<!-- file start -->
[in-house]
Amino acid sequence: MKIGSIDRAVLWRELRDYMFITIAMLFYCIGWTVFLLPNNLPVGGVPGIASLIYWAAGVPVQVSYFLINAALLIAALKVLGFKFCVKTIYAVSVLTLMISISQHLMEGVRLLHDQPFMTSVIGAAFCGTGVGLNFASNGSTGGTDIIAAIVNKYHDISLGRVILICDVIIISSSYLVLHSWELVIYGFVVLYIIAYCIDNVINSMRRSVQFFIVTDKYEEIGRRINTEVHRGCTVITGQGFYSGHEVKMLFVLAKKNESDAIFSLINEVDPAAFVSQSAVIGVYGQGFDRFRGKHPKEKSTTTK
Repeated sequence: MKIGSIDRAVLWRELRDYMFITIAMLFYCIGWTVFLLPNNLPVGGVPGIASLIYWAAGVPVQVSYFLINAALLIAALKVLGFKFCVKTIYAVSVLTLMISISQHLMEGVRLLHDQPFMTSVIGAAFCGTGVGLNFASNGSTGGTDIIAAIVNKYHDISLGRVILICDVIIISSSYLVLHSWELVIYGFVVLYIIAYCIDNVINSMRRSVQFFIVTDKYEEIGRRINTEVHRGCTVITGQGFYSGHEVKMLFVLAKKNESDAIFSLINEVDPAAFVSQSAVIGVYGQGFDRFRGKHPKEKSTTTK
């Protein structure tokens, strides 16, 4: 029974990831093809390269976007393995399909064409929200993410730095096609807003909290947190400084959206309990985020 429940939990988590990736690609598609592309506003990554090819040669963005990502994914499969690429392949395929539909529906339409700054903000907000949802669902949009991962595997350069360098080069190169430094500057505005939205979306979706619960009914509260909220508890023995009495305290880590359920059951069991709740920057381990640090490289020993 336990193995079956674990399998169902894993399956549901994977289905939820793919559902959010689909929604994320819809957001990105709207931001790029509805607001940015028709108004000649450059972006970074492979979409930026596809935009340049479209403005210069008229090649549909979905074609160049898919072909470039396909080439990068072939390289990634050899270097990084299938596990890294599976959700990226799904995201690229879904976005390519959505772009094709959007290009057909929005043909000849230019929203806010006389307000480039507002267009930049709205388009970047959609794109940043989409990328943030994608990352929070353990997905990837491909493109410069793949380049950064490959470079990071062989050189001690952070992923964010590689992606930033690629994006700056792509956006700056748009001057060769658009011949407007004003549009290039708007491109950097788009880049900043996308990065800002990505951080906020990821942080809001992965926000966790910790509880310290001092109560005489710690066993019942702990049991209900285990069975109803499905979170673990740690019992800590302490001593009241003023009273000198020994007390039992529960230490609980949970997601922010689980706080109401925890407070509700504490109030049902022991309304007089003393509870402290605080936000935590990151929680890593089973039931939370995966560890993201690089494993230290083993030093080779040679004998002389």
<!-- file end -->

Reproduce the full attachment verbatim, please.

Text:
[in-house]
Amino acid sequence: MKIGSIDRAVLWRELRDYMFITIAMLFYCIGWTVFLLPNNLPVGGVPGIASLIYWAAGVPVQVSYFLINAALLIAALKVLGFKFCVKTIYAVSVLTLMISISQHLMEGVRLLHDQPFMTSVIGAAFCGTGVGLNFASNGSTGGTDIIAAIVNKYHDISLGRVILICDVIIISSSYLVLHSWELVIYGFVVLYIIAYCIDNVINSMRRSVQFFIVTDKYEEIGRRINTEVHRGCTVITGQGFYSGHEVKMLFVLAKKNESDAIFSLINEVDPAAFVSQSAVIGVYGQGFDRFRGKHPKEKSTTTK
Repeated sequence: MKIGSIDRAVLWRELRDYMFITIAMLFYCIGWTVFLLPNNLPVGGVPGIASLIYWAAGVPVQVSYFLINAALLIAALKVLGFKFCVKTIYAVSVLTLMISISQHLMEGVRLLHDQPFMTSVIGAAFCGTGVGLNFASNGSTGGTDIIAAIVNKYHDISLGRVILICDVIIISSSYLVLHSWELVIYGFVVLYIIAYCIDNVINSMRRSVQFFIVTDKYEEIGRRINTEVHRGCTVITGQGFYSGHEVKMLFVLAKKNESDAIFSLINEVDPAAFVSQSAVIGVYGQGFDRFRGKHPKEKSTTTK
């Protein structure tokens, strides 16, 4: 029974990831093809390269976007393995399909064409929200993410730095096609807003909290947190400084959206309990985020 429940939990988590990736690609598609592309506003990554090819040669963005990502994914499969690429392949395929539909529906339409700054903000907000949802669902949009991962595997350069360098080069190169430094500057505005939205979306979706619960009914509260909220508890023995009495305290880590359920059951069991709740920057381990640090490289020993 336990193995079956674990399998169902894993399956549901994977289905939820793919559902959010689909929604994320819809957001990105709207931001790029509805607001940015028709108004000649450059972006970074492979979409930026596809935009340049479209403005210069008229090649549909979905074609160049898919072909470039396909080439990068072939390289990634050899270097990084299938596990890294599976959700990226799904995201690229879904976005390519959505772009094709959007290009057909929005043909000849230019929203806010006389307000480039507002267009930049709205388009970047959609794109940043989409990328943030994608990352929070353990997905990837491909493109410069793949380049950064490959470079990071062989050189001690952070992923964010590689992606930033690629994006700056792509956006700056748009001057060769658009011949407007004003549009290039708007491109950097788009880049900043996308990065800002990505951080906020990821942080809001992965926000966790910790509880310290001092109560005489710690066993019942702990049991209900285990069975109803499905979170673990740690019992800590302490001593009241003023009273000198020994007390039992529960230490609980949970997601922010689980706080109401925890407070509700504490109030049902022991309304007089003393509870402290605080936000935590990151929680890593089973039931939370995966560890993201690089494993230290083993030093080779040679004998002389």